The highly-adaptable G215 provides a cost-effective means of implementing a variety of I/O including dedicated serial I/O, intelligent I/O or a combination of customized I/O to meet user requirements. Developed for use in harsh embedded environments, the G215 has an operating temperature range of -40°C to +85°C, with all components soldered to withstand shock and vibration.
As standard, the board's front panel includes two UARTs, two CAN interfaces and an 8-channel binary I/O interface. This addresses the waning use of COM ports in the relevant CPU chipsets that are only partially led to the front panels of CompactPCI Serial or CompactPCI PlusIO SBCs. It also helps in applications where more UARTs are needed and in instances where fieldbus interfaces are not part of the standard product range, as found with many CPU manufacturers.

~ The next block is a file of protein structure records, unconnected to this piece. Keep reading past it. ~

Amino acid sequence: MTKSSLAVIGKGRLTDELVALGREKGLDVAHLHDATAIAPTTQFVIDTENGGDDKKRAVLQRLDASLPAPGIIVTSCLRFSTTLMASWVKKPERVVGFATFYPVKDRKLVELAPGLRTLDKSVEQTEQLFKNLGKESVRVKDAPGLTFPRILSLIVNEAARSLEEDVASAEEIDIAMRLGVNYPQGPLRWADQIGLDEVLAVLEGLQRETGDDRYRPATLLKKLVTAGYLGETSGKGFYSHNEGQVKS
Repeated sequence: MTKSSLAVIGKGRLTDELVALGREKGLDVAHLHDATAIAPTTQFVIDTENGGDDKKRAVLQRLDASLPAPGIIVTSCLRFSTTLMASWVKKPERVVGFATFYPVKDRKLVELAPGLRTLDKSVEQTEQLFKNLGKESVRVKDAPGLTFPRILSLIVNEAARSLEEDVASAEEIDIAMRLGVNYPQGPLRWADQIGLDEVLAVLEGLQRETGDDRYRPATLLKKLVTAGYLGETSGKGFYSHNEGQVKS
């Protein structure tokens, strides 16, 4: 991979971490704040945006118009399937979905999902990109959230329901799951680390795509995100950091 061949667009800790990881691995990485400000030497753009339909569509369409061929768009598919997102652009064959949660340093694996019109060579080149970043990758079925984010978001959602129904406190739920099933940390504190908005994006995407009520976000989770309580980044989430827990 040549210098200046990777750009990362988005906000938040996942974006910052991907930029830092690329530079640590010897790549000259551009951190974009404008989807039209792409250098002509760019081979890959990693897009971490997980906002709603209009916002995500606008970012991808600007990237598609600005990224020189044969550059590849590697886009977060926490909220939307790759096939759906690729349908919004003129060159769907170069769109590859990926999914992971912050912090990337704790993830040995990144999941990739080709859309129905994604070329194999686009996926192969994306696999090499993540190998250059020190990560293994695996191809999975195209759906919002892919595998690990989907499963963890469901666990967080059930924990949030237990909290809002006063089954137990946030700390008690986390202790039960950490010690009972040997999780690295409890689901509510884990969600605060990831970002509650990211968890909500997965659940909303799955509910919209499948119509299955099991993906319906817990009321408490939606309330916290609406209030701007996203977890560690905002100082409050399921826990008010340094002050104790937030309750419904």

Each channel on the G215 can be implemented individually on the physical layer via SA-Adapters. For example, up to eight SA-Adapters can be mechanically mounted on a three-slot front panel implement a CAN card with eight ports. Optionally, two of the SA-Adapters can be directly installed on the G215, connected using a 9-pin D-Sub connector. The use of different SA-Adapters enables additional connections to the G215, increasing the combinations of various interfaces and isolation requirements.
The use of Altera's new Cyclone 4 high-performance FPGA enables users to develop intelligent applications, as found when using programmable processors, such as a Nios softcore. Connected directly to the backplane, the Cyclone 4 leads customer-specific FPGA functions to the rear I/O, while providing fast communication to the host CPU from the FPGA via PCI Express at the backplane.
All I/O functions are implemented inside the FPGA, which supports RS232, RS422 and RS485 UARTs in full duplex, half duplex or HDLC mode that can be electrically isolated as needed. The FPGA also handles fieldbuses such as CAN, InterBus-S or the vehicle bus IBIS.
Pricing for the G215 is $490. Delivery is six to eight weeks ARO.
Posted by Janine E. Mooney, Editor